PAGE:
1997-01-01

    Atrial fibrillation (AF) is probably the most cornmon cardiac arrhythmia in humans, particularly in the elderly (1-3). The irregularity and inequality of the he art beat first described by Hering in 1903 were, and continue to be, the landmark of the clinical diagnosis of AF (4,5). Sir Thomas

  1. A roadmap to improve the quality of atrial fibrillation management

    DEFF Research Database (Denmark)

    Kirchhof, Paulus; Breithardt, Günter; Bax, Jeroen

    2016-01-01

    . Hence, there are important unmet clinical and research needs in the evaluation and management of AF patients. The ensuing needs and opportunities for improving the quality of AF care were discussed during the fifth Atrial Fibrillation Network/European Heart Rhythm Association consensus conference...

  2. Effect of environmental factors on the kinetics of insulin fibril formation: elucidation of the molecular mechanism.

    Science.gov (United States)

    Nielsen, L; Khurana, R; Coats, A; Frokjaer, S; Brange, J; Vyas, S; Uversky, V N; Fink, A L

    2001-05-22

    In the search for the molecular mechanism of insulin fibrillation, the kinetics of insulin fibril formation were studied under different conditions using the fluorescent dye thioflavin T (ThT). The effect of insulin concentration, agitation, pH, ionic strength, anions, seeding, and addition of 1-anilinonaphthalene-8-sulfonic acid (ANS), urea, TMAO, sucrose, and ThT on the kinetics of fibrillation was investigated. The kinetics of the fibrillation process could be described by the lag time for formation of stable nuclei (nucleation) and the apparent rate constant for the growth of fibrils (elongation). The addition of seeds eliminated the lag phase. An increase in insulin concentration resulted in shorter lag times and faster growth of fibrils. Shorter lag times and faster growth of fibrils were seen at acidic pH versus neutral pH, whereas an increase in ionic strength resulted in shorter lag times and slower growth of fibrils. There was no clear correlation between the rate of fibril elongation and ionic strength. Agitation during fibril formation attenuated the effects of insulin concentration and ionic strength on both lag times and fibril growth. The addition of ANS increased the lag time and decreased the apparent growth rate for insulin fibril formation. The ANS-induced inhibition appears to reflect the formation of amorphous aggregates. The denaturant, urea, decreased the lag time, whereas the stabilizers, trimethylamine N-oxide dihydrate (TMAO) and sucrose, increased the lag times. The results indicated that both nucleation and fibril growth were controlled by hydrophobic and electrostatic interactions. A kinetic model, involving the association of monomeric partially folded intermediates, whose concentration is stimulated by the air-water interface, leading to formation of the critical nucleus and thence fibrils, is proposed.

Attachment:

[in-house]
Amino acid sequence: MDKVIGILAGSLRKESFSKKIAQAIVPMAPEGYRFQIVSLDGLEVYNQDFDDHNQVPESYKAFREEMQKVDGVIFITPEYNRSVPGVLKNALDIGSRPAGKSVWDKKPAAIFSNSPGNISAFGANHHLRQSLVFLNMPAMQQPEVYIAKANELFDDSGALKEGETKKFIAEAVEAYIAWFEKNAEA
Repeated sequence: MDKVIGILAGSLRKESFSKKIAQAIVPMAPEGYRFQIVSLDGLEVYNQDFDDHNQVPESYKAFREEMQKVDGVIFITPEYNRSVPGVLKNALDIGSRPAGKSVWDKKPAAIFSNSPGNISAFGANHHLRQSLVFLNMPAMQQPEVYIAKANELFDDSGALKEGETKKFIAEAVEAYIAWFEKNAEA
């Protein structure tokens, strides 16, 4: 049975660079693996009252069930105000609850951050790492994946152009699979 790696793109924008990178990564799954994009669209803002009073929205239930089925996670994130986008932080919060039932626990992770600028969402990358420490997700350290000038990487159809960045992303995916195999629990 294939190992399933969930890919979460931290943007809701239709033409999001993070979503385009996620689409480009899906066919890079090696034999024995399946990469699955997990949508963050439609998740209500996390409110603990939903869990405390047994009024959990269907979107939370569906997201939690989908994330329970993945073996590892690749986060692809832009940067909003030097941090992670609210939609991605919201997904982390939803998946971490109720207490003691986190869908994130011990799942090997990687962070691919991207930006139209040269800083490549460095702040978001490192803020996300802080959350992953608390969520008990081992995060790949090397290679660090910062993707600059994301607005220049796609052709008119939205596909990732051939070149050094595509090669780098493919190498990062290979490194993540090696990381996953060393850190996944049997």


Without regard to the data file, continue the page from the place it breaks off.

3. Coiled transmission line pulse generators

    Science.gov (United States)

    McDonald, Kenneth Fox

    2010-11-09

    Methods and apparatus are provided for fabricating and constructing solid dielectric "Coiled Transmission Line" pulse generators in radial or axial coiled geometries. The pour and cure fabrication process enables a wide variety of geometries and form factors. The volume between the conductors is filled with liquid blends of monomers, polymers, oligomers, and/or cross-linkers and dielectric powders; and then cured to form high field strength and high dielectric constant solid dielectric transmission lines that intrinsically produce ideal rectangular high voltage pulses when charged and switched into matched impedance loads. Voltage levels may be increased by Marx and/or Blumlein principles incorporating spark gap or, preferentially, solid state switches (such as optically triggered thyristors) which produce reliable, high repetition rate operation. Moreover, these Marxed pulse generators can be DC charged and do not require additional pulse forming circuitry, pulse forming lines, transformers, or an a high voltage spark gap output switch. The apparatus accommodates a wide range of voltages, impedances, pulse durations, pulse repetition rates, and duty cycles. The resulting mobile or flight platform friendly cylindrical geometric configuration is much more compact, light-weight, and robust than conventional linear geometries, or pulse generators constructed from conventional components. Installing additional circuitry may accommodate optional pulse shape improvements. The Coiled Transmission Lines can also be connected in parallel to decrease the impedance, or in series to increase the pulse length.

  4. The automotive transmission book

    CERN Document Server

    Fischer, Robert; Jürgens, Gunter; Najork, Rolf; Pollak, Burkhard

    2015-01-01

    This book presents essential information on systems and interactions in automotive transmission technology and outlines the methodologies used to analyze and develop transmission concepts and designs. Functions of and interactions between components and subassemblies of transmissions are introduced, providing a basis for designing transmission systems and for determining their potentials and properties in vehicle-specific applications: passenger cars, trucks, buses, tractors, and motorcycles. With these fundamentals the presentation provides universal resources for both state-of-the-art and future transmission technologies, including systems for electric and hybrid electric vehicles.